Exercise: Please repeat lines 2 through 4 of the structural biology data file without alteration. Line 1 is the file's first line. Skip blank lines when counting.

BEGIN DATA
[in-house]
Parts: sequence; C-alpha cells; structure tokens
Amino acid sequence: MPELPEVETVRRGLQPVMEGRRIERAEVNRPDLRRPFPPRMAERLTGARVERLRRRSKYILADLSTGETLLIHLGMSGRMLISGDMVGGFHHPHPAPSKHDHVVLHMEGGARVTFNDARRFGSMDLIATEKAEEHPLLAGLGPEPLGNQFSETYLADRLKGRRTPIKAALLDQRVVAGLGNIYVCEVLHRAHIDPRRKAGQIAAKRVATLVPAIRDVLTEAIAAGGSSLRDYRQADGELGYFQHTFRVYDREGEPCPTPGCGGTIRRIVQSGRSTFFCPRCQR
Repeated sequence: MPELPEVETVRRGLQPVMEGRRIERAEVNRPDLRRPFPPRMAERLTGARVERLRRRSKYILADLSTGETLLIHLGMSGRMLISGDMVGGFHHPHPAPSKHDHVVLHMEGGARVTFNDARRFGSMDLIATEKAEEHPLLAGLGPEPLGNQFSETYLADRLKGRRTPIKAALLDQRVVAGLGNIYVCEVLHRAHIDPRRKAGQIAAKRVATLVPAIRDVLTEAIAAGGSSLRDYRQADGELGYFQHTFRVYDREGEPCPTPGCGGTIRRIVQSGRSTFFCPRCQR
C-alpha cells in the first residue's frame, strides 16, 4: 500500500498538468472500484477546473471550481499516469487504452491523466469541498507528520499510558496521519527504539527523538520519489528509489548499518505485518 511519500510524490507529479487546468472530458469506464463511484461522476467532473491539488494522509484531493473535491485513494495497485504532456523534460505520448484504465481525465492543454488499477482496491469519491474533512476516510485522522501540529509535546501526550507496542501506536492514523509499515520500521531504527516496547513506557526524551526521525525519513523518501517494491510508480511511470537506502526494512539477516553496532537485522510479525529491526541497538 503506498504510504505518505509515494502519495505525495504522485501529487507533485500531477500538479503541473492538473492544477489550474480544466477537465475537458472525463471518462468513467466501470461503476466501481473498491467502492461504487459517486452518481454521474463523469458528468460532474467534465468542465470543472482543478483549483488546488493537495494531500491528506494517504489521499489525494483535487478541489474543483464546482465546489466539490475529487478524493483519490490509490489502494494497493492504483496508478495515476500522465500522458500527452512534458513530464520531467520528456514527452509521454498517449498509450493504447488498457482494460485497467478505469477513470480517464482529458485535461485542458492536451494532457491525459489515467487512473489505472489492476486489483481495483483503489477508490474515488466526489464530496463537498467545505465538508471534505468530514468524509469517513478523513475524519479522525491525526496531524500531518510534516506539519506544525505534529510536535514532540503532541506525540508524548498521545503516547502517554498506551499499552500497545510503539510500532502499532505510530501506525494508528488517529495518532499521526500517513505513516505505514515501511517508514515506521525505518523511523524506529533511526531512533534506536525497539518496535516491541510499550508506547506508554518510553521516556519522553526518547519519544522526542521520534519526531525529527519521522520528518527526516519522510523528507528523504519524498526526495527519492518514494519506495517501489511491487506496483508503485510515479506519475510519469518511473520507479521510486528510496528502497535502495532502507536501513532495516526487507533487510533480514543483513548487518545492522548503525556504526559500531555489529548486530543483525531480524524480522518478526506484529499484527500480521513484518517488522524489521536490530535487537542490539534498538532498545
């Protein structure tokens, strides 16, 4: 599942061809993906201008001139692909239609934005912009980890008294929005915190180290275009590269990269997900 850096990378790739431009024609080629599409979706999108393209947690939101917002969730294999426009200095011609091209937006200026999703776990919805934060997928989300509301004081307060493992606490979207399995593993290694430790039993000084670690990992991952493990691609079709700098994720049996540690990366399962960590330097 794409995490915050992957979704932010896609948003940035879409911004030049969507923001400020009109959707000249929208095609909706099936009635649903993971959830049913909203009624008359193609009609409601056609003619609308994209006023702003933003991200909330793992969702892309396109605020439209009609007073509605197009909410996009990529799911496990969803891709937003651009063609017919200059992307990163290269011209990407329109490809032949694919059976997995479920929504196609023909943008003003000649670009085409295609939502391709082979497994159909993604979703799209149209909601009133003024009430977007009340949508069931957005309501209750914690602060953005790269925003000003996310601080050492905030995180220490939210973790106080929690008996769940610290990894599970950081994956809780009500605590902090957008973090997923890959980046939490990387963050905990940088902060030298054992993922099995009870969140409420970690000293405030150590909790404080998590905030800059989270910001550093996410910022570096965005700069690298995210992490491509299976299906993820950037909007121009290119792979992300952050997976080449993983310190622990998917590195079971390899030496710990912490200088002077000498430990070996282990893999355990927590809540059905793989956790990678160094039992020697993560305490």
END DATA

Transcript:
Parts: sequence; C-alpha cells; structure tokens
Amino acid sequence: MPELPEVETVRRGLQPVMEGRRIERAEVNRPDLRRPFPPRMAERLTGARVERLRRRSKYILADLSTGETLLIHLGMSGRMLISGDMVGGFHHPHPAPSKHDHVVLHMEGGARVTFNDARRFGSMDLIATEKAEEHPLLAGLGPEPLGNQFSETYLADRLKGRRTPIKAALLDQRVVAGLGNIYVCEVLHRAHIDPRRKAGQIAAKRVATLVPAIRDVLTEAIAAGGSSLRDYRQADGELGYFQHTFRVYDREGEPCPTPGCGGTIRRIVQSGRSTFFCPRCQR
Repeated sequence: MPELPEVETVRRGLQPVMEGRRIERAEVNRPDLRRPFPPRMAERLTGARVERLRRRSKYILADLSTGETLLIHLGMSGRMLISGDMVGGFHHPHPAPSKHDHVVLHMEGGARVTFNDARRFGSMDLIATEKAEEHPLLAGLGPEPLGNQFSETYLADRLKGRRTPIKAALLDQRVVAGLGNIYVCEVLHRAHIDPRRKAGQIAAKRVATLVPAIRDVLTEAIAAGGSSLRDYRQADGELGYFQHTFRVYDREGEPCPTPGCGGTIRRIVQSGRSTFFCPRCQR